Monday, 24 July 2017

A between shows refresh


It's less than two weeks away from Philden's next public outing at the Pine Rivers Model Train & Hobby Expo on Brisbane's north side. So thankfully this weekend I completed a general refresh of my small layout's appearance, concentrating mainly on replacing the incandescent light bulbs in the station building with LED's, and adding some more LED light poles to the small yard. The photos above and below show the finished result. The warm white LED's not only rid the model of that bright "high-beam glare" that got the better of me back at the Brisbane Model Train Show in May, but being such a low voltage they don't show through the tiny cracks in the roof that developed where the glue had dried out from two days of constant use with the now removed incandescent grain-of-rice light bulbs. The LED's also make photographing the waiting room at the station a lot easier as you can see below.

The station building and waiting room are now fitted with low voltage LED lights for a better look.

I also added a pair of railway yard light poles alongside the tracks that double as marker points for where the locomotive is able to couple onto my stationary goods wagons. One can be seen in the top photo in the left of picture. I decided to use the other light pole as an excuse to add some extra line-side detail. As you can see below, the light pole is incorporated in a new fence line I built using a roll of silver mesh ribbon trim I bought from Spotlight fabric store. Compare it to an earlier photo I found taken from the same angle, and you can see that the simple fence gives my cement plant and steel unloading apron a bigger presence without obstructing the line-side view of the layout.

The new fence line is built alongside the abandoned siding and features movable opening gates.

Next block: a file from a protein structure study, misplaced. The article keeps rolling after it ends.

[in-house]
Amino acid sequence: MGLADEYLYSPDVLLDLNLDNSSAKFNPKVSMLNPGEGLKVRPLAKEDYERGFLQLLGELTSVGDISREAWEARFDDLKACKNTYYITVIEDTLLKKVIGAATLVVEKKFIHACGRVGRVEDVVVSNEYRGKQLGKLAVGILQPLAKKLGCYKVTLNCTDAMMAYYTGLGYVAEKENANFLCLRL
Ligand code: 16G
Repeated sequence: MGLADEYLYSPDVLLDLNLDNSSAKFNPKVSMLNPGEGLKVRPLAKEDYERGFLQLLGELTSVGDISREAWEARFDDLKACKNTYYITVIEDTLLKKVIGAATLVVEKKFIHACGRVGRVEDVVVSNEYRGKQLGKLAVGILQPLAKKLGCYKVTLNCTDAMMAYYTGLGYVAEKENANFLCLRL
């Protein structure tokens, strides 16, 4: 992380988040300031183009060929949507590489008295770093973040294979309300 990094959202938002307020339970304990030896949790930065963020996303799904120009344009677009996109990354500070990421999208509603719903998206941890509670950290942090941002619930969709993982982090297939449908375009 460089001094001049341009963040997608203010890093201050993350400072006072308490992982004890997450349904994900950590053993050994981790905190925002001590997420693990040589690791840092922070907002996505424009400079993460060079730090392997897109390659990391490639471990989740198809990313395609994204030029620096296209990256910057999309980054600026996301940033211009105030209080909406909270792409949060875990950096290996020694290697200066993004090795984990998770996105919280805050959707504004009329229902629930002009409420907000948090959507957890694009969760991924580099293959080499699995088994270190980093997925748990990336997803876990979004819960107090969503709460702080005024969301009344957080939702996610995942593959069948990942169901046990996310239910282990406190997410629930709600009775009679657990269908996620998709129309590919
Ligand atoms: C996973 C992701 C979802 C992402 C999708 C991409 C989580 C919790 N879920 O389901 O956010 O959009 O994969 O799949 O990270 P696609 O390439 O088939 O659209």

Before adding the fence line, there was nothing to define the cement plant's property line.

For now the chain mesh fence can look like a newly erected fence that was built along the access driveway to Cement Australia's Philden Plant. The gates are also operable, I just hope the foreman remembers to lock them at the end of his shift, or rail fans might wander onto the property to photograph some trains.

I'll write up a small article on how I built a scene like this for under $10 after the Pine Rivers Model Train Show and submit it to our leading model railway magazine here in Australia. The next major refresh on my layout will be the remodelling of the siding you can see the louvred wagons, or box cars sitting on. Hopefully if I've the time, that will occur between the Pine Rivers and Gold Coast shows. But as usual, I'll let that be a story for another day.

See also; Exhibition #1 Brisbane Beginnings

Thursday, 13 July 2017

DC or not DCC



DCC, NCE, MRC, ESU.... Confused? Well I am. Its enough to send your mind whirring faster than a passing freight train. If you answered no, then chances are you have already got your head around the various terminology that goes with model train set Digital Command Control, or DCC as its commonly known. Easily the most heated debate amongst railway modellers here in Australia, is which operating system is better? DC or DCC? Let's be honest, asking a retailer which is better will always guarantee you the same answer. They'll always try to sell you the more expensive option. I can be a bit more blunt with my answer however, in that I write simply for myself so don't stand to generate anything from this post other than a few laughs.